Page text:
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How Determinate Is the Constitutional Text?

A frequent objection to Originalism is that the Constitutional text is too indeterminate to have a fixed meaning. Professor Lawrence Solum explains that most parts of the Constitution actually do have a determinate meaning which can be explained through careful Originalist interpretation. Parts of the text that are genuinely indeterminate need to be examined cautiously in a way that restrains judicial policymaking. https://youtube.com/watch?v=wfgjhmuH0-g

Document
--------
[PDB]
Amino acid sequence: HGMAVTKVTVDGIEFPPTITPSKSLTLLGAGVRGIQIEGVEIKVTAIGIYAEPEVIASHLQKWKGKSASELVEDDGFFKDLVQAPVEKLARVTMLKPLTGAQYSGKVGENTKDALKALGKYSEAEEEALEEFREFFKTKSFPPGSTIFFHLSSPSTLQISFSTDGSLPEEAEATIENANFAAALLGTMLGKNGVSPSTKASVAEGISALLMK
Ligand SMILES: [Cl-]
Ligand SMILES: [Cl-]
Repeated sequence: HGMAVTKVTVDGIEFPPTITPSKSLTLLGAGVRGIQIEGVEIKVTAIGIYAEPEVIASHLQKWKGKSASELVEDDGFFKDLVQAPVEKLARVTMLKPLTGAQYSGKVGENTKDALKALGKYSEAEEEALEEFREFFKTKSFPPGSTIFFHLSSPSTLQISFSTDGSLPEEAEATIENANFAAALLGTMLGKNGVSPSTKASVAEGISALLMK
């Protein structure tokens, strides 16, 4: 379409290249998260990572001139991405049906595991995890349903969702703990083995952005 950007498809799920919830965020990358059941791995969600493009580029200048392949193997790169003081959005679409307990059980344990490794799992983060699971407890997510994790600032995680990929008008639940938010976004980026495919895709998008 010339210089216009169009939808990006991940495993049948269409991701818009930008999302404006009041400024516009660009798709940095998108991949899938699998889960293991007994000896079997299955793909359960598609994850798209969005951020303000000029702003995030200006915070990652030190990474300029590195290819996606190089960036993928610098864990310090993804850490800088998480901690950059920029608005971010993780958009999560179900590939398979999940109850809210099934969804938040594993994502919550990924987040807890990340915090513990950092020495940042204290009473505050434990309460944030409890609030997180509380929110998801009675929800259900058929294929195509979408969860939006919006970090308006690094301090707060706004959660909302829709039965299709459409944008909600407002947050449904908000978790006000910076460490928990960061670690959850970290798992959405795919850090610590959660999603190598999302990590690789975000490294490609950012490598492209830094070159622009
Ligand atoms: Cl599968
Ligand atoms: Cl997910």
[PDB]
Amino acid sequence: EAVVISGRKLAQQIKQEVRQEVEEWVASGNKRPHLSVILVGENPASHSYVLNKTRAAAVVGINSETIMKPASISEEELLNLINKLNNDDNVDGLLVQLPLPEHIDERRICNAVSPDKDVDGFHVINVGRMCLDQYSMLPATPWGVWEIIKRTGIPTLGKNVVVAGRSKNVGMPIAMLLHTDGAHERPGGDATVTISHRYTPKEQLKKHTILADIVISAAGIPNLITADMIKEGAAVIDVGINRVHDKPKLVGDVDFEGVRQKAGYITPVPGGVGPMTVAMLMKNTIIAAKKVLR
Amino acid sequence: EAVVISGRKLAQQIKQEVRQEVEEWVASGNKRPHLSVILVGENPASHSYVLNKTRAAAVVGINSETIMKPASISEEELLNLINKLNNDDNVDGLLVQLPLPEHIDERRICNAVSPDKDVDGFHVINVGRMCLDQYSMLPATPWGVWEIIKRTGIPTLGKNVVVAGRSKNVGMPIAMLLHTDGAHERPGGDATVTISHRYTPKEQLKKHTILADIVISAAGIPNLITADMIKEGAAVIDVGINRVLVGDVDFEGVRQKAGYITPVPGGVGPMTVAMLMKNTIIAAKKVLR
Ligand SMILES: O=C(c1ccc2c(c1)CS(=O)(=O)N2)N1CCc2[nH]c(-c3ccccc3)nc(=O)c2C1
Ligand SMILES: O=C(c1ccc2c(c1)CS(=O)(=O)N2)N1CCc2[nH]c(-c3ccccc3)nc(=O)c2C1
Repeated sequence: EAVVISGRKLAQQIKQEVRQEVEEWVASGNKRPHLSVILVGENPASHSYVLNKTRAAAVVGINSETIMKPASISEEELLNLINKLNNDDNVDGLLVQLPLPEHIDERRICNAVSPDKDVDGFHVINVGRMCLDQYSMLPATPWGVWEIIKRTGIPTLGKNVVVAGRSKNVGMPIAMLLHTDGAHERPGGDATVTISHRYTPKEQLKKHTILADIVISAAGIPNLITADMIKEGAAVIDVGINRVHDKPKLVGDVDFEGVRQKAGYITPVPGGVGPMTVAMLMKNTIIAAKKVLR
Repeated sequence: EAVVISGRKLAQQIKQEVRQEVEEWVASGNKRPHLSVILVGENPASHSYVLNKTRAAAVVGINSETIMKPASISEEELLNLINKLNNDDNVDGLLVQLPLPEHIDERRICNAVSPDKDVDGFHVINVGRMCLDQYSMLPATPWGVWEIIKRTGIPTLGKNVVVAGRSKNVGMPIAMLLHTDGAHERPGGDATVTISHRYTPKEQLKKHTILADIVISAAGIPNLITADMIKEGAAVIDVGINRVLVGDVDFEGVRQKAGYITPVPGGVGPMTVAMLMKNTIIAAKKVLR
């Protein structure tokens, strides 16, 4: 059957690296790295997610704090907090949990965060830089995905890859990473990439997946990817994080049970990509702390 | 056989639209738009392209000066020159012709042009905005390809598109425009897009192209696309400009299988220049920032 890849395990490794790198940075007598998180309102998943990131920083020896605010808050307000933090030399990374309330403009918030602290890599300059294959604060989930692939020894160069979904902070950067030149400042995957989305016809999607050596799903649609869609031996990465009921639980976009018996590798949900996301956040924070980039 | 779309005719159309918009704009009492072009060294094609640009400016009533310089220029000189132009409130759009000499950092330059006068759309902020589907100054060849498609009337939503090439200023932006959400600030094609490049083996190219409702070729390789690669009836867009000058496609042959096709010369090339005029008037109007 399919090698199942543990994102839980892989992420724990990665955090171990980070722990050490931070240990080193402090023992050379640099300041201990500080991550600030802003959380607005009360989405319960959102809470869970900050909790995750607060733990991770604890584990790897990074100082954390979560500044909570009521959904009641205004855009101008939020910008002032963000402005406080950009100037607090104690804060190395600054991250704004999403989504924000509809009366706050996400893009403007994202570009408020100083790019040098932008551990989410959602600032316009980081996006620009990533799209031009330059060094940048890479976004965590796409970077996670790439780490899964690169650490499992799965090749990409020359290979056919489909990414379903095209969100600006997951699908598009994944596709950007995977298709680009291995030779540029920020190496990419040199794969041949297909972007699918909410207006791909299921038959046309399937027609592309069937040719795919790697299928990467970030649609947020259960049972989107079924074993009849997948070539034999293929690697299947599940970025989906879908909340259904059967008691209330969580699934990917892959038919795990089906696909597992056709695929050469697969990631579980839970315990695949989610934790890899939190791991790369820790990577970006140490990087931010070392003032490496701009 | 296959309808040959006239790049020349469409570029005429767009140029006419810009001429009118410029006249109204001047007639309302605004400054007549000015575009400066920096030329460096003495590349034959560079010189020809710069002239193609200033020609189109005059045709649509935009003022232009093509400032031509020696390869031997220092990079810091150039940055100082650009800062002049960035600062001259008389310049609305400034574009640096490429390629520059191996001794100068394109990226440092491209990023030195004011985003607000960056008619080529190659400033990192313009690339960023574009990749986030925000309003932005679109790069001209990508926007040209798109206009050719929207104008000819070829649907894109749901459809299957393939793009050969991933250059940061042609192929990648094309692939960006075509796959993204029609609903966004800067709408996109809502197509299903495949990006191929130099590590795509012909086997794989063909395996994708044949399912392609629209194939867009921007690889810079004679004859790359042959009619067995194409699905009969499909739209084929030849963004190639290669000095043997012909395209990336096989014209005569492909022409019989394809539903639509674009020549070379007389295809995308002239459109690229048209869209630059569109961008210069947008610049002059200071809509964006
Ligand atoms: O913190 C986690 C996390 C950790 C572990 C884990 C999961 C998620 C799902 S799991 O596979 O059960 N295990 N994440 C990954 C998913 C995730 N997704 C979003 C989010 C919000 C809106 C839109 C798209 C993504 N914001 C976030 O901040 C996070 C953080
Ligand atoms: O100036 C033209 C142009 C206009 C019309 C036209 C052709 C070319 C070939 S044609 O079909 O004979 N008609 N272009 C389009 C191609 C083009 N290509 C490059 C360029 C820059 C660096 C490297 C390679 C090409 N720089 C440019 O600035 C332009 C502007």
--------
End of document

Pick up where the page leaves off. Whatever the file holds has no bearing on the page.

Now, someone who objects to Originalism might say, ". . .the important provisions, like equal protection, freedom of speech, the extent of legislative power, these provisions are highly indeterminate and therefore, the original public meaning of the Constitutional text can't do much work.” You can't determine that the Constitutional text is indeterminate without doing the originalist work. And, I believe that for may provisions of the Constitution, once we do the work, the text is much more determinate than it might seem to a progressive critic of originalism engaged in the method of armchair originalism. First thing I think that is important is to remember that most of the Constitutional text is highly determinate. Most of the Constitution consists of procedures and institutional rules that establish the basic framework of government. So, the idea that legislation has to be passed by the House and the Senate and that these two bodies have compositions that is determined by a set of rules and that there's a veto power. All of these basic structural elements of the Constitution are highly determinate. This is sometimes called the hardwired Constitution and it's the most important part of the Constitution. It is the hardwired Constitution that determines the basic structure of our republic. Let's take the equal protection clause as an example. Typically, living constitutionalists say, "Equal protection. That means a principle of political and social and economic equality and the content of such a principle is highly indeterminate." But is that what the text means? The phrase is not that no state may violate the equality of citizens. The phrase requires states to respect the equal protection of the laws. The equality interpretation of the equal protection clause was introduced by the courts, by living constitutionalism. And the shape of the equal protection clause, I think, is much more determinate than many critics of originalism assume. Nonetheless, I think that it's highly likely that at least some Constitutional provisions are significantly under determinate and that's why methods of constitutional construction are so very important. We need methods of constitutional construction that constrain judicial discretion. I think originalists have a lot of ways of dealing with under determinacy but this is an exciting area. This is an area where originalism is still working itself out and I, myself, haven't decided what approach is the best approach. What I do know is that there are ways to engage in constitutional construction that do not involve giving just discretion, policy making power to judges.

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